Scovill earned $30 for his six months as a teamster and used this for passage on a wagon train going on to California. He traveled in the chuck wagon. Once there, he got a job as a ranch hand and hunted for gold in his free time. It seems that Scovill did not “strike it rich” and decided to seek his fortune back in his hometown of Ypsilanti instead. This was not an easy journey at that time. He took an ocean steam ship to Nicaragua, went across the isthmus of Panama by boat, took a pack mule to a ship which would make the journey to New York, and by the time he arrived back in Ypsilanti, the adventures of his youth were over.

In 1869, Scovill mortgaged his home for $700, went into partnership with Joseph Follmor who provided an additional $1,000 and started a lumber business renting the island where a lumber mill had once stood. There were still the remains of a saw mill and planing mill. The land at that time had been sold to William Deubel, Sr. who ran the flour mill on East Cross Street once owned by Norris and Follett.

Legend says that Scovill was responsible for the name “Frog Island” due to the number of frogs residing there on the swampy land between the Huron River and the mill stream. Another version, told to us by Chip Porter in an Eastern Echo article from June 13, 1990, explains the name a different way. Ypsilanti was a town where prominent citizens participated in temperance and when the “town elders started staying out most of the night, and had to make excuses to tell their wives that they were at the island killing frogs”, the name Frog Island was born. Of course the town children also went to the island to catch frogs so perhaps that is how it got its name. In the 50 years our family has been visiting Frog Island and the river bank, I have never seen or heard a frog there. Perhaps they were all caught or killed in the 19th century.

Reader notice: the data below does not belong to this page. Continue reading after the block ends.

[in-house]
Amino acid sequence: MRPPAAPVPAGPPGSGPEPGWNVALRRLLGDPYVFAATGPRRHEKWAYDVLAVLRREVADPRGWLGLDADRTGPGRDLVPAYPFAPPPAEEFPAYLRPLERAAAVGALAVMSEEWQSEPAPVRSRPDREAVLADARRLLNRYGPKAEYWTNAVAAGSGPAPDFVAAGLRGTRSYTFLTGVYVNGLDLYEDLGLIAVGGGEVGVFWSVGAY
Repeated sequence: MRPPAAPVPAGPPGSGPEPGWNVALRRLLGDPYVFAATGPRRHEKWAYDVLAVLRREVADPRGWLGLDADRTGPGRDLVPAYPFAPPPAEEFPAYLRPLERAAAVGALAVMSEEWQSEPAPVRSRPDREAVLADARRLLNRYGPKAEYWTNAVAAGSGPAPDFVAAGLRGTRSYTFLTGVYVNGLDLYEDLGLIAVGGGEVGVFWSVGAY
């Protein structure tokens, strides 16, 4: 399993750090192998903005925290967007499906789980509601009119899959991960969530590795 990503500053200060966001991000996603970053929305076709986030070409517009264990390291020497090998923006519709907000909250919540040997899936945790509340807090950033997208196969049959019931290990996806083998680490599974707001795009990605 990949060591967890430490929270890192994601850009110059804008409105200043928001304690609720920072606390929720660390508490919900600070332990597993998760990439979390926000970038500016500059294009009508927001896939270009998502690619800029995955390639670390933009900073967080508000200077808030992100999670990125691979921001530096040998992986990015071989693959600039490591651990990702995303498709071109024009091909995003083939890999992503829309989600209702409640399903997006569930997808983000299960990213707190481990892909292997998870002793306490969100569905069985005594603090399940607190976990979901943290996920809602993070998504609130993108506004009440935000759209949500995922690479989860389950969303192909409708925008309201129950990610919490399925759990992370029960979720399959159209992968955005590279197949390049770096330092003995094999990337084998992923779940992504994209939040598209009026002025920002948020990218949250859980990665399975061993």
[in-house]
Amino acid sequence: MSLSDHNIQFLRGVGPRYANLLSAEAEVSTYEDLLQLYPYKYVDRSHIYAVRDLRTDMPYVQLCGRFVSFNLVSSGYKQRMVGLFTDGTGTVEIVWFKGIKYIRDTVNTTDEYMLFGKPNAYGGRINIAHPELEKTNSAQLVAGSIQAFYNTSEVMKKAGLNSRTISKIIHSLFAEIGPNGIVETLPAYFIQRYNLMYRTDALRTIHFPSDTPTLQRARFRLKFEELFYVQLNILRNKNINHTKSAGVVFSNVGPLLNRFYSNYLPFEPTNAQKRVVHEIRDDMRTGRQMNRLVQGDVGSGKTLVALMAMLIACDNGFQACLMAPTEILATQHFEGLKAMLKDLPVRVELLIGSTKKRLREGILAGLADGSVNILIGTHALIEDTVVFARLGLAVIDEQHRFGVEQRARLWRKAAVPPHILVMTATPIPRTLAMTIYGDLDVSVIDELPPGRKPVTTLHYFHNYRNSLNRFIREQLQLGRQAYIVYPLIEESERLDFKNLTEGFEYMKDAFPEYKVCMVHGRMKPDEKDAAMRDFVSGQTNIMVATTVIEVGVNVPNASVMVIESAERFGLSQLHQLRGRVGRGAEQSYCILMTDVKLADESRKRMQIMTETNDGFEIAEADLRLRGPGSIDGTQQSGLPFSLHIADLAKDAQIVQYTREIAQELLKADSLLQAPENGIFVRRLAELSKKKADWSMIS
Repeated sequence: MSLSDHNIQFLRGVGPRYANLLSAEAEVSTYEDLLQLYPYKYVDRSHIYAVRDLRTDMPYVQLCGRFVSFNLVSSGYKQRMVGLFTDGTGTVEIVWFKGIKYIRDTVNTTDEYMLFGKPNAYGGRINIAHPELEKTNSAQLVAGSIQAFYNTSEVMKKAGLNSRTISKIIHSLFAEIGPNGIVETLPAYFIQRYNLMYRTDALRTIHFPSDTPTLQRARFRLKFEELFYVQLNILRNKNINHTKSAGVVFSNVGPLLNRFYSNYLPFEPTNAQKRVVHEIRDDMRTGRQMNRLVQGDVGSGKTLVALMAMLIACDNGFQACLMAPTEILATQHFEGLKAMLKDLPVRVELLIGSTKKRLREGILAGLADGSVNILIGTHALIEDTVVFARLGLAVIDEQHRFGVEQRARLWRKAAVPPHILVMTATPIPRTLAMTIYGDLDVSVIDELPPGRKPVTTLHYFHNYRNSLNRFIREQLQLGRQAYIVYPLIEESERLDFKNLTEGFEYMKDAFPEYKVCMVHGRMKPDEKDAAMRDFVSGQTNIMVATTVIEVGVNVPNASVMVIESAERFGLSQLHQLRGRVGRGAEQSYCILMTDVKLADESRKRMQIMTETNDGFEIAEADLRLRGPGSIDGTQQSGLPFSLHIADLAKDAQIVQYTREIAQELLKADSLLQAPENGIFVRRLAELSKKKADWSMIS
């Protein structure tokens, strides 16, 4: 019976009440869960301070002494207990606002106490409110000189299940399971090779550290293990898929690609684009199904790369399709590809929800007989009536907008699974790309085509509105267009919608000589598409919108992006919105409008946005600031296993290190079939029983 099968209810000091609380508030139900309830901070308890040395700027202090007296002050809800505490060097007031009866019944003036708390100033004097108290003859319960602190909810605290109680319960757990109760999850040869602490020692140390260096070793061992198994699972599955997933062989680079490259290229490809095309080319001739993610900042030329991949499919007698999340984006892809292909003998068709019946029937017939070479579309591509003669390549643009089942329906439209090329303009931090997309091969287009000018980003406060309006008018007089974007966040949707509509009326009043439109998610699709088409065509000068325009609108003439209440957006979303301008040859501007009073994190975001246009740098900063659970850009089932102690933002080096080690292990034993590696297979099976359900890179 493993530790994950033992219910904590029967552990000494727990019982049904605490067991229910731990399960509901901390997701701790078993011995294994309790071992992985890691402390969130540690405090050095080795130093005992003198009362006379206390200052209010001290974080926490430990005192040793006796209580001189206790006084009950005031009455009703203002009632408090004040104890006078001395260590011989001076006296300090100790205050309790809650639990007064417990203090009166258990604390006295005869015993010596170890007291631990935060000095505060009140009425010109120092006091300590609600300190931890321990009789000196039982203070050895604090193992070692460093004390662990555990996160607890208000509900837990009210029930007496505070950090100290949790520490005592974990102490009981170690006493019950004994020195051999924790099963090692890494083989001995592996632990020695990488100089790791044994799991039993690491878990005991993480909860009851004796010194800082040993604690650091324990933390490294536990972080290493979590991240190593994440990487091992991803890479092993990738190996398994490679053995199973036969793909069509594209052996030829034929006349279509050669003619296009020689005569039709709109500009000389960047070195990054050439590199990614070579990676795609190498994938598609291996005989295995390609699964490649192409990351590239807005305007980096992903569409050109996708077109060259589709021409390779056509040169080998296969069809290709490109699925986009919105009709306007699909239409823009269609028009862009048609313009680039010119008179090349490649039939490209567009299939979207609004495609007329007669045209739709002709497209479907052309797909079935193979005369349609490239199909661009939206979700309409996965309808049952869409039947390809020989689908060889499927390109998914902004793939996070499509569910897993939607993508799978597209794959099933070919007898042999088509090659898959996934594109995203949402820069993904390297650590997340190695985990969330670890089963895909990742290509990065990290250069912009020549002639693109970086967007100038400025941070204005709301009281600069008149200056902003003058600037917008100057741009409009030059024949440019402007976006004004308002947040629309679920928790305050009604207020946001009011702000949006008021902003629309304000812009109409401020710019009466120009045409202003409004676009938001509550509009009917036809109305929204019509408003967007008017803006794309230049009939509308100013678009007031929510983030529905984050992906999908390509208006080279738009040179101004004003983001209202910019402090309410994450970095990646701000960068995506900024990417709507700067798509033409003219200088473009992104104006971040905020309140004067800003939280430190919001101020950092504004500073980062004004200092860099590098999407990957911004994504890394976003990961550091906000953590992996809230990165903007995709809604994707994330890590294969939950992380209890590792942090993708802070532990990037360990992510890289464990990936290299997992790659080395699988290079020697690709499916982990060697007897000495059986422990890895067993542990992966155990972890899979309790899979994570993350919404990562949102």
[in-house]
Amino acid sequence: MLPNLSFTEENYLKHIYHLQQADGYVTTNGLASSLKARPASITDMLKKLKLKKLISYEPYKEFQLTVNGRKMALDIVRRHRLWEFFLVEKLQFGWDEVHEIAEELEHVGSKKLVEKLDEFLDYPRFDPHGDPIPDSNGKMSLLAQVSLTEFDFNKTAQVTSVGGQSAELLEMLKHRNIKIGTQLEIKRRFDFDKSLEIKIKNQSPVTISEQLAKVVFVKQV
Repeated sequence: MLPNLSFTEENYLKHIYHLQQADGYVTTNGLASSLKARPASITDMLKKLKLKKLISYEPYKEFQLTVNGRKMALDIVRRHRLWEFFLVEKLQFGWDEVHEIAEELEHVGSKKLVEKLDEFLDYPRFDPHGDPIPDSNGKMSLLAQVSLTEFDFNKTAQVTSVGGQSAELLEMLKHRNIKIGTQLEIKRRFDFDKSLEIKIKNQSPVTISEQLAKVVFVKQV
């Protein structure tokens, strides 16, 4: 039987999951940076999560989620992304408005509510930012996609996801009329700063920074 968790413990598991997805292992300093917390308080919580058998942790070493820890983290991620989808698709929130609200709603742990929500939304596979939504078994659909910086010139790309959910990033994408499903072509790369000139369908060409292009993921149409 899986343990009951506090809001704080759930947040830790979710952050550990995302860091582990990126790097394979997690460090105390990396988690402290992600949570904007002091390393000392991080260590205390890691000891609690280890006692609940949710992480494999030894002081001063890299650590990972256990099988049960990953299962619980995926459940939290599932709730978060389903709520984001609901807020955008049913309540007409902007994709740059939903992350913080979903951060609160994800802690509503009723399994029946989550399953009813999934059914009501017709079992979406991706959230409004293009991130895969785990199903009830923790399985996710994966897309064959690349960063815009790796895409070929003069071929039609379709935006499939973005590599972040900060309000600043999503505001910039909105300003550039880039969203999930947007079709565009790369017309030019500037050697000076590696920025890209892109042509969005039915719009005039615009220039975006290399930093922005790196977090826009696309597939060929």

Contemporary locals would like us to believe that Frog Island was named after the rare “Smeet Frog”, with fur and being capable of flying, but that legend seems to be related to the creative imagination and incredible sense of humor of Tom Dodd, one of the optimistic people who brought Depot Town in Ypsilanti back to being a vibrant part of the community in the 1960s. “Town Elders” would have to spend more than one night on the island if they went in search of the Smeet Frog. After Tom’s death, a plaque was placed in his honor on the tridge reminding us to remember Tom and the Smeet Frog legend.